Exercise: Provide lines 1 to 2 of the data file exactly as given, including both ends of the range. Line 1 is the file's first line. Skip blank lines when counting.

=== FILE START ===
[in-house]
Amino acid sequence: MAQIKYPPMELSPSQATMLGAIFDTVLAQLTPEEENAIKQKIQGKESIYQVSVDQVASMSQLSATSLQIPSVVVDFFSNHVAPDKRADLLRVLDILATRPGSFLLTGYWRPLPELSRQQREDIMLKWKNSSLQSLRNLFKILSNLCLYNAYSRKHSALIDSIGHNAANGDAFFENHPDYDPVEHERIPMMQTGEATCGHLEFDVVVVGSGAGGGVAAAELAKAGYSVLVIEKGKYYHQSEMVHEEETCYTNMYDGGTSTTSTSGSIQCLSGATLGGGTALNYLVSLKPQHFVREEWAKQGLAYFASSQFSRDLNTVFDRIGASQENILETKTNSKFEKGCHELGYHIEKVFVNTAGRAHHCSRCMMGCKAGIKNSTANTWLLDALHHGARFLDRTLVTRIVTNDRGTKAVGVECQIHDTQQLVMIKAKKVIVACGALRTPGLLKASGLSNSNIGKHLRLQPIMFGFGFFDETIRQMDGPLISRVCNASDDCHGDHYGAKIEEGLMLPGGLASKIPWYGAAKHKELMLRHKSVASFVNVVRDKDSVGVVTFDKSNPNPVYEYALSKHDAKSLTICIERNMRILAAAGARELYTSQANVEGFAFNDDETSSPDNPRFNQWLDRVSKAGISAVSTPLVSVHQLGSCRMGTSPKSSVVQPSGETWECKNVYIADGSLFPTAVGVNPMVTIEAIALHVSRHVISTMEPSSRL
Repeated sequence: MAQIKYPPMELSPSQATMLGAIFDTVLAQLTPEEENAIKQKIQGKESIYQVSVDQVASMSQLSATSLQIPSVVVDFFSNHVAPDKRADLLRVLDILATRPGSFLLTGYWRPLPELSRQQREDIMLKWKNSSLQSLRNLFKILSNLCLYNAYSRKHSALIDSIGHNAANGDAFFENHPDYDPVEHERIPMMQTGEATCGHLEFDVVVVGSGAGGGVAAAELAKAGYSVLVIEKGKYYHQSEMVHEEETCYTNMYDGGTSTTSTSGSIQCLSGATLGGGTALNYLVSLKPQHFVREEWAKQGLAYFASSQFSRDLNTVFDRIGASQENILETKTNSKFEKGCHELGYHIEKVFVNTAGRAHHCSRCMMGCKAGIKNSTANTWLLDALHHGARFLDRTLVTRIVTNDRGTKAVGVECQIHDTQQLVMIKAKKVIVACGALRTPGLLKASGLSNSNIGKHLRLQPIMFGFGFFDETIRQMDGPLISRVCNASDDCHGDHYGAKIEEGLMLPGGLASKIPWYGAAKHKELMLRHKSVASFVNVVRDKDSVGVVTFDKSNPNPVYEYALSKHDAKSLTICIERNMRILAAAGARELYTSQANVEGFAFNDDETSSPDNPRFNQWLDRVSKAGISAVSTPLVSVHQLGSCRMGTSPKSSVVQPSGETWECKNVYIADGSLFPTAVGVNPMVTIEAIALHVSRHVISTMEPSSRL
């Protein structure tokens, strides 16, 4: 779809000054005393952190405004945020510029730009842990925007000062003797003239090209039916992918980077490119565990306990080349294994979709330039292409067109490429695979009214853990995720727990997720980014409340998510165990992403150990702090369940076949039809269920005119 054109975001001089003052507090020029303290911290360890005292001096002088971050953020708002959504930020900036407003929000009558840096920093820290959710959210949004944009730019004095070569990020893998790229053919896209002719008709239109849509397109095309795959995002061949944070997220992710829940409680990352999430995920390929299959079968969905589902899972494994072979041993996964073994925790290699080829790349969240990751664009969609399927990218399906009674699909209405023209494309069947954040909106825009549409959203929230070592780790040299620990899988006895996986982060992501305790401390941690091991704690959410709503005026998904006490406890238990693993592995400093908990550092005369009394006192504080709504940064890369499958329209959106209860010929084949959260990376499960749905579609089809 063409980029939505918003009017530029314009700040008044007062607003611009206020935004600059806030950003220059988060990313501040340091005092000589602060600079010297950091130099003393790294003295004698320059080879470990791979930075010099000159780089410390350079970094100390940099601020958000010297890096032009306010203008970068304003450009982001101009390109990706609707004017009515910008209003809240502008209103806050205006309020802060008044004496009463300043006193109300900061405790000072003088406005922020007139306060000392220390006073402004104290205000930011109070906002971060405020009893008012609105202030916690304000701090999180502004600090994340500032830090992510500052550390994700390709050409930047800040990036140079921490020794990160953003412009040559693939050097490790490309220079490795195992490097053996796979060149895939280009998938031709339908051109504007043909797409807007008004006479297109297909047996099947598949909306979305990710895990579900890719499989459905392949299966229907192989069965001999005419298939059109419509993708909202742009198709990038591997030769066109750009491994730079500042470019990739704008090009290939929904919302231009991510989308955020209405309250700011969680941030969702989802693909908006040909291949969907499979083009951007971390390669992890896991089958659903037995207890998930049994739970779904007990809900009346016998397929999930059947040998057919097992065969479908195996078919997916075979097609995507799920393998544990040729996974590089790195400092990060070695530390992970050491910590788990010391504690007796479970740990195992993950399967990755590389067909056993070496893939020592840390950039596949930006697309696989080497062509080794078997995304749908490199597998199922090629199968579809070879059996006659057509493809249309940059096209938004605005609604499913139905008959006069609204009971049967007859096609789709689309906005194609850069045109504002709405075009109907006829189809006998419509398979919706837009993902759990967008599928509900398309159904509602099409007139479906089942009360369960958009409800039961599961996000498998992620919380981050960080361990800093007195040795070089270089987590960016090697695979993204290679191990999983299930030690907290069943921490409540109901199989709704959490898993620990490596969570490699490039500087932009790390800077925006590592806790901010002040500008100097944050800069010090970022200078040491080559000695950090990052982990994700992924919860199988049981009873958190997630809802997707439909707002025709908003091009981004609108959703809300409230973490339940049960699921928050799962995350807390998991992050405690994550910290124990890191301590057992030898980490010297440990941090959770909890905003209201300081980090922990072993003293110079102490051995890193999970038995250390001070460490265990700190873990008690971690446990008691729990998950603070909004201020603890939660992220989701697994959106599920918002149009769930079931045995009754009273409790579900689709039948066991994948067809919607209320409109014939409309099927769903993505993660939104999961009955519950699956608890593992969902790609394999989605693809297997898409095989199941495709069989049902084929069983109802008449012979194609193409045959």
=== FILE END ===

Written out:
[in-house]
Amino acid sequence: MAQIKYPPMELSPSQATMLGAIFDTVLAQLTPEEENAIKQKIQGKESIYQVSVDQVASMSQLSATSLQIPSVVVDFFSNHVAPDKRADLLRVLDILATRPGSFLLTGYWRPLPELSRQQREDIMLKWKNSSLQSLRNLFKILSNLCLYNAYSRKHSALIDSIGHNAANGDAFFENHPDYDPVEHERIPMMQTGEATCGHLEFDVVVVGSGAGGGVAAAELAKAGYSVLVIEKGKYYHQSEMVHEEETCYTNMYDGGTSTTSTSGSIQCLSGATLGGGTALNYLVSLKPQHFVREEWAKQGLAYFASSQFSRDLNTVFDRIGASQENILETKTNSKFEKGCHELGYHIEKVFVNTAGRAHHCSRCMMGCKAGIKNSTANTWLLDALHHGARFLDRTLVTRIVTNDRGTKAVGVECQIHDTQQLVMIKAKKVIVACGALRTPGLLKASGLSNSNIGKHLRLQPIMFGFGFFDETIRQMDGPLISRVCNASDDCHGDHYGAKIEEGLMLPGGLASKIPWYGAAKHKELMLRHKSVASFVNVVRDKDSVGVVTFDKSNPNPVYEYALSKHDAKSLTICIERNMRILAAAGARELYTSQANVEGFAFNDDETSSPDNPRFNQWLDRVSKAGISAVSTPLVSVHQLGSCRMGTSPKSSVVQPSGETWECKNVYIADGSLFPTAVGVNPMVTIEAIALHVSRHVISTMEPSSRL